|Source: Ad Age DataCenter, Bureau of Labor Statistics|
They also had a variety of opinions on which agencies to hire to reach the Hispanic, African-American and Asian groups. Of the 60 companies that were surveyed on which shops they use for multicultural-marketing services, 58% said they tap general-market-research firms; 51% said they use multicultural agencies; 42% use general-market agencies; and 35% use multicultural-research firms.
'Same stuff' as 20 years ago
In fact the overall picture painted by the survey suggests there's still a good deal of confusion about the multicultural market. Pepper Miller, president of Miller Hunter Group, a market-research and planning group in Chicago, said marketers really don't understand it any better than they did 20 years ago. "I entered the business in 1985. The other day I found a paper I wrote back then, and I read it and I thought, 'Man, this is the same stuff we're saying now!'"
More than two-thirds of the respondents were chief marketing officers or senior VPs of marketing. Another 14% were VPs, managers or directors. They represented a wide variety of industries including retail, consumer package goods, telecom, financial services, fast food and apparel.
Carla Palazio, partner at Heidrick & Struggles, said the recruiting firm commissioned the study to discover what companies need -- particularly what sort of talent they're looking for -- to target multicultural segments, specifically through the eyes of the CMO. What it found was a disconnect: Multicultural marketing is perceived as very important -- but there are still a lot of companies that lack a real companywide strategy to address it. "The root of this is the lack of awareness at the organization. While the CMO understands it well, they almost have to evangelize [the value of multicultural marketing] to the rest of the company," Ms. Palazio said.
Indeed, among the 20 biggest challenges executives expressed, almost half could be categorized as problems proving merit inside the company. They listed roadblocks such as "explaining to management their importance," "getting buy-in and support from company leadership," and "getting senior level marketers to understand that the world is changing."
Mike Fasulo, CMO of Sony Electronics, said he has experienced some of the disparities the study uncovered. "I can respect some of those statistics, because it took us two years before we went to market because we wanted it to be comprehensive and sincere." Mr. Fasulo's group made multicultural marketing a priority about three years ago and today has an internal team dedicated to it, as well an outside multicultural agency, research and insight initiatives, and retail partnerships.
However, he was surprised that more companies didn't know the financial worth of multicultural segments, because the data are there. In electronics, for example, he said many product categories overindex for multicultural groups vs. the general population, including flat-panel TVs, satellite radio and video gaming. And though the economy has slowed, both disposable income and growth of multicultural segments "far exceed" the general market, Mr. Fasulo said.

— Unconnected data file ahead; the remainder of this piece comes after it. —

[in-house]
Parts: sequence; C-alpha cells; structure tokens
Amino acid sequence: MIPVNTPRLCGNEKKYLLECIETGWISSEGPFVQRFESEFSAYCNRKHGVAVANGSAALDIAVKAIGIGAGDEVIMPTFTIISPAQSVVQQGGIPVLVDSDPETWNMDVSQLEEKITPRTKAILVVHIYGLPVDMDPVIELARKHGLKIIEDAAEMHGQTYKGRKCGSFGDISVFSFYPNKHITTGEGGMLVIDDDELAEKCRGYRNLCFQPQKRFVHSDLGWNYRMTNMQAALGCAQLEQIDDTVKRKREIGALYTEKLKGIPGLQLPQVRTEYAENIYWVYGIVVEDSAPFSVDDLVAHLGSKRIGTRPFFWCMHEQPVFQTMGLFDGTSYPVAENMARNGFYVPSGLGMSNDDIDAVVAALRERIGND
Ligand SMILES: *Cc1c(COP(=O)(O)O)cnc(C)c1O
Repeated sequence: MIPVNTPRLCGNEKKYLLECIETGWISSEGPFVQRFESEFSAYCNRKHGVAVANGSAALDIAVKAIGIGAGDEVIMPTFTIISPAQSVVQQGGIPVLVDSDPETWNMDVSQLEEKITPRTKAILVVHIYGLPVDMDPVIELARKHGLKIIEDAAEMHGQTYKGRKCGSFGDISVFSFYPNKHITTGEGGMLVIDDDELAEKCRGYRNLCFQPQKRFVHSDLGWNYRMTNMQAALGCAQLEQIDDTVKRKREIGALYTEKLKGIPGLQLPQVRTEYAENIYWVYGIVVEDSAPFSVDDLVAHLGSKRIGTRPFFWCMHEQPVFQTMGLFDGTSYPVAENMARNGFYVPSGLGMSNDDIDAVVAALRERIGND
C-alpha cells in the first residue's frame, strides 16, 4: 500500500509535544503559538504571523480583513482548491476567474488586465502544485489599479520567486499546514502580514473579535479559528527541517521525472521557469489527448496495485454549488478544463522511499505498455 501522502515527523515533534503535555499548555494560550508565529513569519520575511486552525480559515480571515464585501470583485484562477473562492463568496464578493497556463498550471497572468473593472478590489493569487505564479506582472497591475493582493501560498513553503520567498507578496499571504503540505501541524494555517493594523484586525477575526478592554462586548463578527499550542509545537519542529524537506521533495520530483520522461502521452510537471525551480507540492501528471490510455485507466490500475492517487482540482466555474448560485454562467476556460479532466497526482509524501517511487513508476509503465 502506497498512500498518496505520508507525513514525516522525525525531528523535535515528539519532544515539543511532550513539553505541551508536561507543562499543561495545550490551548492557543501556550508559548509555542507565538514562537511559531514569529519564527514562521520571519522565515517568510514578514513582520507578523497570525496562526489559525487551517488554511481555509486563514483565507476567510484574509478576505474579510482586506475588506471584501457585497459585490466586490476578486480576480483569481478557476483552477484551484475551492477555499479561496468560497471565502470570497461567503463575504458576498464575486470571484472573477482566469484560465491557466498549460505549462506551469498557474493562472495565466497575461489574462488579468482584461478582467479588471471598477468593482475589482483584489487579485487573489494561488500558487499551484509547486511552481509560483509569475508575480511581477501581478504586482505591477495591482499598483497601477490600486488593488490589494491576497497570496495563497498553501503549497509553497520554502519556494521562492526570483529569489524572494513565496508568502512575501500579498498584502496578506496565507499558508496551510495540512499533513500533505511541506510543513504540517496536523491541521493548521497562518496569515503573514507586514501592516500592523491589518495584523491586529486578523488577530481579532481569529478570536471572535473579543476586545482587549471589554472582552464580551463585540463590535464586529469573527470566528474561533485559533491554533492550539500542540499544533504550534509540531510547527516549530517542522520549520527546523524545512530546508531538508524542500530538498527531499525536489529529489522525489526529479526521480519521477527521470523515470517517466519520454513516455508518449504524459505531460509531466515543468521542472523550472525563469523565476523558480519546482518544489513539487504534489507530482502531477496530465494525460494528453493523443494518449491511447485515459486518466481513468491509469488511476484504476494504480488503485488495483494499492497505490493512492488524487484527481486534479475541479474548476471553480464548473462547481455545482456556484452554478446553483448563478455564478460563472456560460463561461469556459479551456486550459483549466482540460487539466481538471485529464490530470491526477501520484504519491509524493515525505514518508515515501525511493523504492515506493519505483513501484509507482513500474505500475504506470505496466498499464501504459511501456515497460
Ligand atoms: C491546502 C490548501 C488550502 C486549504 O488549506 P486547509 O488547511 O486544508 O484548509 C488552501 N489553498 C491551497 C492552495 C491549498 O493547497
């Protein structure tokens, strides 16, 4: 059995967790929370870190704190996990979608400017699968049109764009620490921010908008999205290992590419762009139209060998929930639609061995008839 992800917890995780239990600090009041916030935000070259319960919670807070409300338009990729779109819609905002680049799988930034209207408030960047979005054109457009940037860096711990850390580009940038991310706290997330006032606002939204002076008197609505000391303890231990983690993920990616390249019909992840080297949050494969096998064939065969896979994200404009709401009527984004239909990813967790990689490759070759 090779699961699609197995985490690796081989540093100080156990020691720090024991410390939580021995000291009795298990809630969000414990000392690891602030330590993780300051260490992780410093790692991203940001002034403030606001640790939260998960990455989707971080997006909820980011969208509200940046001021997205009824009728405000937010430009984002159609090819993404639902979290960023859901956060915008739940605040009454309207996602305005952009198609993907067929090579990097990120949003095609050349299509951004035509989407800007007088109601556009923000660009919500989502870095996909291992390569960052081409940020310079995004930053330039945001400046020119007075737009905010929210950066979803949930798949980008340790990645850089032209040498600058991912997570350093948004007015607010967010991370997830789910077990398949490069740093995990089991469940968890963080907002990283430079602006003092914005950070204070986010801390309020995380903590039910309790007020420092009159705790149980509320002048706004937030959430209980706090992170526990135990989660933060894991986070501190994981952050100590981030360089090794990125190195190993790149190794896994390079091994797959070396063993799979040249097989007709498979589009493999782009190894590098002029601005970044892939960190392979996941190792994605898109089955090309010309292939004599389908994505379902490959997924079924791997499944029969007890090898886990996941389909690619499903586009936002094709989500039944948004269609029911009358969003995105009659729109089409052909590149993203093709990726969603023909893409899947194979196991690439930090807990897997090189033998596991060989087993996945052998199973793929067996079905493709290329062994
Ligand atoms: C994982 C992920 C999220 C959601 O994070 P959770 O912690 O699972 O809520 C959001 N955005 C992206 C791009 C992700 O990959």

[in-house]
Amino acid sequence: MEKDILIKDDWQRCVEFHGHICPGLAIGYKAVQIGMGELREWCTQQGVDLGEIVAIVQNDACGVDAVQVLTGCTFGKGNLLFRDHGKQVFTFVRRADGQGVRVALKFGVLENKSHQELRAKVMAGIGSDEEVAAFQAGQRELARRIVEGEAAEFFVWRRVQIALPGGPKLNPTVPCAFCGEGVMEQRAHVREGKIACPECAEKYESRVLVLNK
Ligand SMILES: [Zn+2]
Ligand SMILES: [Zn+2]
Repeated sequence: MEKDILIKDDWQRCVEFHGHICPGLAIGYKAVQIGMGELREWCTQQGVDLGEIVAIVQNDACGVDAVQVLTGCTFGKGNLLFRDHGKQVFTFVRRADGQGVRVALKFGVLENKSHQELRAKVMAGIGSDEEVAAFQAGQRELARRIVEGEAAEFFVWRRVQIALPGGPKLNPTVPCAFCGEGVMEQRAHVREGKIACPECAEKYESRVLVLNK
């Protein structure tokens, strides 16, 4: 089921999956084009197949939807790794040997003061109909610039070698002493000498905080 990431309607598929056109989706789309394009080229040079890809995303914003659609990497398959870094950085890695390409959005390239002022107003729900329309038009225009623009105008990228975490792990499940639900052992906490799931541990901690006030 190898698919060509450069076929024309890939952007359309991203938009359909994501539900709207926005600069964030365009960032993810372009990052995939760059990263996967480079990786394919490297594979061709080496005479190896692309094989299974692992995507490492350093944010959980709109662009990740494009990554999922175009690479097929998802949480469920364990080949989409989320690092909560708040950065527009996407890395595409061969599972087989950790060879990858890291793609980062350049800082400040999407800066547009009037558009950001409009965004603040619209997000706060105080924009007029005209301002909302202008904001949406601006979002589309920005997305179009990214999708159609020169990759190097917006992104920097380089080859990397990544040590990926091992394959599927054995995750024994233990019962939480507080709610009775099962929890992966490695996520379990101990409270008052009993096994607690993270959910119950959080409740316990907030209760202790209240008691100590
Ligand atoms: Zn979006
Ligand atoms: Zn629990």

Respondents also were asked which minority segment was most important to their businesses. The majority selected Hispanics first at 65%, followed by African-Americans at 30% and Asians at 24%.
However, the respondents were split over the idea that it "takes a Latino to market to a Latino." Some 35% agreed, while 39% disagreed.
"For myself, I believe I've had an easier time," said Alberto J. Ferrer, managing partner at the Vidal Partnership. "But I see many non-Hispanics do well. They tend to be open, willing to listen to the agency, and they don't live in the land of clichés -- or, as I wrote in one of my blogs, the land of sombreros and maracas."
As for using general-market researchers rather than multicultural agencies or researchers, Ms. Miller said: "That is such a big mistake. I'm still so frustrated with general-market research. So much of it is disrespectful, and it's just too vanilla -- and not just for African-Americans but for Latinos and for Asians, too."
Lack of structure
But why the disparity between increased efforts and lower perceived effectiveness? One reason may lie within the study, in that 44% of the executives said their companies were not effectively organized to handle multicultural marketing. So new hires and ad-budget increases become lost or marginalized in a system not structured to handle them.
Isaac Mizrahi, director of multicultural marketing at Sprint and one of the survey participants, agreed that the results seem contradictory. "When I see results like this, it makes me wonder what exactly is their definition of multicultural marketing," he said. The findings indicate "there is still a significant amount of education that needs to happen," he said. "There are a lot of preconceived ideas about multicultural markets. And to be honest, it's not an easy area. It takes a lot of time, a lot of insight and research, and truly understanding the marketplace before you even propose something."
Ms. Palazio said multicultural marketing will grow when other marketers see the results of companies such as Home Depot, Verizon, Bank of America and ING. "They're already seeing 10% to 12% of revenue coming from this segment," she said. "That's the easiest way for other companies to have a reality check."
Mr. Ferrer said: "There is a bona fide business opportunity here, and if you don't see that, you're not a smart businessperson. It's not about being a bigot; it's about being smart. ... I understand people not doing [multicultural marketing] because of tight budgets or [lack of] company support, but not knowing is just silly."
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